Although their assertive nature is sometimes confused for aggression, the energetic and confident Lhasa Apso tends not to be an aggressive dog. That said, it is crucial not to underestimate the importance of training and socialization in this small dog.
The Lhasa Apso Temperament
The Lhasa Apso originates in Tibet, where they served as palace and monastery watchdogs. Although no longer used as watchdogs, the Lhasa Apso has not lost its keen eye and alert bark. What this dog loves most, though, is spending time with family.
A faithful companion breed, the Lhasa Apso is an intelligent dog that is great for active owners and adaptable to any living situation. The Lhasa Apso is not trusting of strangers and can be fiercely protective when needed.
Are Lhasa Apso’s Aggressive?
Fear is a common cause of dog bites in many breeds. Examples of situations where a Lhasa Apso may feel fear and bite include
- If they are hurt.
- If they get backed into a corner.
- If a stranger is trying to approach them
Biting due to fear may or may not be avoidable depending on the situation and the dog, but you can do a few things to help avoid it when possible.
- Never allow strangers to approach and pet your dog.
- Always be mindful of your dog’s body language.
- Never invite people to meet your dog by approaching them head-on and reaching to pet their head. Have them stand to the side and let your dog seek contact first.
- If your dog is particularly fearful, do not put them in an unfamiliar situation or a situation that could cause them to feel uncomfortable.
- If your dog has bitten out of fear before (for example, at the vet,) be sure to muzzle them the next time you are in the same situation.
Feeling intimidated or threatened is another situation where a Lhasa Apso may bite – these types of cases include:
- If a giant dog is threatening them.
- If something or someone they love is being threatened.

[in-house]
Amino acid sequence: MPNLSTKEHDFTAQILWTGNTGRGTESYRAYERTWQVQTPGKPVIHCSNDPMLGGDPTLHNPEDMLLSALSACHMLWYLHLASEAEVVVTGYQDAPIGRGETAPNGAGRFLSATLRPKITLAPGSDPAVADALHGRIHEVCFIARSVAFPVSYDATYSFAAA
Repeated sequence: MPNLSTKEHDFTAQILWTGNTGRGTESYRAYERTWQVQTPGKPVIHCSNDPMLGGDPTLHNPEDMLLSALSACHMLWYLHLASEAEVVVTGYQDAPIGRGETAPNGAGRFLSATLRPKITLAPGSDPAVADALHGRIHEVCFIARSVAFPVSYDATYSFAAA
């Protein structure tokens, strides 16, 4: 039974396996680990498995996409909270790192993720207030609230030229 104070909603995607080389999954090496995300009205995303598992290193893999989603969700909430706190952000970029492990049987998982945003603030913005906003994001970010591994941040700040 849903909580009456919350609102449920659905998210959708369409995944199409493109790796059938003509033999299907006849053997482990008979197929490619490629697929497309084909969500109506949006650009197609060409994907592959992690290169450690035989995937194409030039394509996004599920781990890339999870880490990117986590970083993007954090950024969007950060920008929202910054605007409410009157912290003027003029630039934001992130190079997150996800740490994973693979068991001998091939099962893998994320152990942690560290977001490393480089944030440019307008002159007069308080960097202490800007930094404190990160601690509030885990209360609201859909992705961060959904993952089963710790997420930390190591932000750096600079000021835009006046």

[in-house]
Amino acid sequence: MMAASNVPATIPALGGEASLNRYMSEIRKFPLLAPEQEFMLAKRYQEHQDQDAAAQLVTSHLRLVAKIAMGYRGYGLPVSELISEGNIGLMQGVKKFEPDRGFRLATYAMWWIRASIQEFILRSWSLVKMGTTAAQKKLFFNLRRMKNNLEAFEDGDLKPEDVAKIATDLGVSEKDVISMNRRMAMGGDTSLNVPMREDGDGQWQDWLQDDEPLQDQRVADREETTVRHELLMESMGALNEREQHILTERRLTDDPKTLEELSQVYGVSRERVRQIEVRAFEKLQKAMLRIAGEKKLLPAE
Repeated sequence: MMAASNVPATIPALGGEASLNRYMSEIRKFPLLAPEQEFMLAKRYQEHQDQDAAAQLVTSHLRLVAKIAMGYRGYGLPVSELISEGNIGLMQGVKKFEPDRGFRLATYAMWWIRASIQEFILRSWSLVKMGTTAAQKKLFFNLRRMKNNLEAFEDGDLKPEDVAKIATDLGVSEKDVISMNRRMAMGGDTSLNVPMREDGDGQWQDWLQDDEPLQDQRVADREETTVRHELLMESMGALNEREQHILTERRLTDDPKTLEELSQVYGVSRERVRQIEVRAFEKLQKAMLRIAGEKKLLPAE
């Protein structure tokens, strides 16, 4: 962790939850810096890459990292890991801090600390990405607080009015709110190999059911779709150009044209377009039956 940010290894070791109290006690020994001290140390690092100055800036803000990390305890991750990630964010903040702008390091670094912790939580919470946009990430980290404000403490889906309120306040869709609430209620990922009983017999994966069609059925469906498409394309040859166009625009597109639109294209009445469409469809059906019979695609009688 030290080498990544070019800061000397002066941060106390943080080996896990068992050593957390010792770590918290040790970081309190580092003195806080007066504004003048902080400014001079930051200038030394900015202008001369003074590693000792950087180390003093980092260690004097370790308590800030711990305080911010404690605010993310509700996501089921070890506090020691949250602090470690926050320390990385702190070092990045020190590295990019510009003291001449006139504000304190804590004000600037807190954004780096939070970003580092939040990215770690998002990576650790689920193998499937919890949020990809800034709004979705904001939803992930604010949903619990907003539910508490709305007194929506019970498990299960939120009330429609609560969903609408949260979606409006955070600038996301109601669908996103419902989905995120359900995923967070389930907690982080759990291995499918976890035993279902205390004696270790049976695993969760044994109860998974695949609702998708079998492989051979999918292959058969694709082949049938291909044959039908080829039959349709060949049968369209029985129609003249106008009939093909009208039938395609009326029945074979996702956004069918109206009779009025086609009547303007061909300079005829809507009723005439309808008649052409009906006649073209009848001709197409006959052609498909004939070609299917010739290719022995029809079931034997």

Biting due to intimidation or threat can usually be avoided by being more mindful of your surroundings and how they might influence your dog. For example, is the dog park full of giant breed dogs that will intimidate your pup? Watch your dog’s body language. What are they telling you?
Occasionally a fluke situation will arise that causes a Lhasa Apso to bite. These types of cases include:
- A child falling on them.
Fluke incidents are sometimes avoidable, but other times, it is unavoidable. You can lessen the chances of these situations by always being mindful of where your dog is and ensuring they do not get left alone with children, unfamiliar people, or animals without a proper introduction.
Another common problem that can lead to biting is when a Lhasa Apso has behavioral concerns. Examples of this type of situation include:
- A dog is allowed to do anything they want without any guidance.
Biting due to behavioral concerns is preventable.
- Firstly, begin by teaching your puppy early that biting is not acceptable.
- Secondly, do your research if you are adopting an adult dog. Make sure your new dog has been temperament tested, and if your dog has had problems with behavior in the past, bring a trainer in immediately.
- Thirdly, if your dog bites for the first time, find out why. If they are not sick and the incident wasn’t a fluke, consult a trainer immediately to nip the issue in the bud.
- Lastly, never leave children and dogs alone.
Poor socialization can also lead to biting incidents. Examples of biting due to poor socialization include:
- A dog that has lived in a hoarding situation.
- A dog that has never met other dogs or people.
Biting due to poor socialization can be avoided by working with your dog early in life to introduce them to animals and people. Introduce your dog to as many diverse groups as possible—for example, different races, different species, different ages, and different abilities. The more diversity you expose your dog to, the less chance your Lhasa will be poorly socialized.
If you adopt a dog with no previous socialization, it is best to consult a professional trainer who can help you and your dog through socialization training.
The Importance of Training
Training is an integral part of your relationship with your dog and something you should begin as soon as possible and carry on throughout your lifetime.
When you train your dog, you are not only teaching them what you expect of them, but you are providing them with a blueprint that they can reference in the future.
So, if you allow your dog to bite you (even as a puppy) and do not correct them, you add to that blueprint. When you later want to change your dog’s behavior, you create confusion by changing the existing blueprint – this is also the importance of consistency in training!
Conclusion / Summary
The Lhasa Apso is often labeled unfairly as an aggressive dog, but this is not usually the case. Most of the time, when a Lhasa Apso bites, it is due to circumstances that could have been avoided altogether!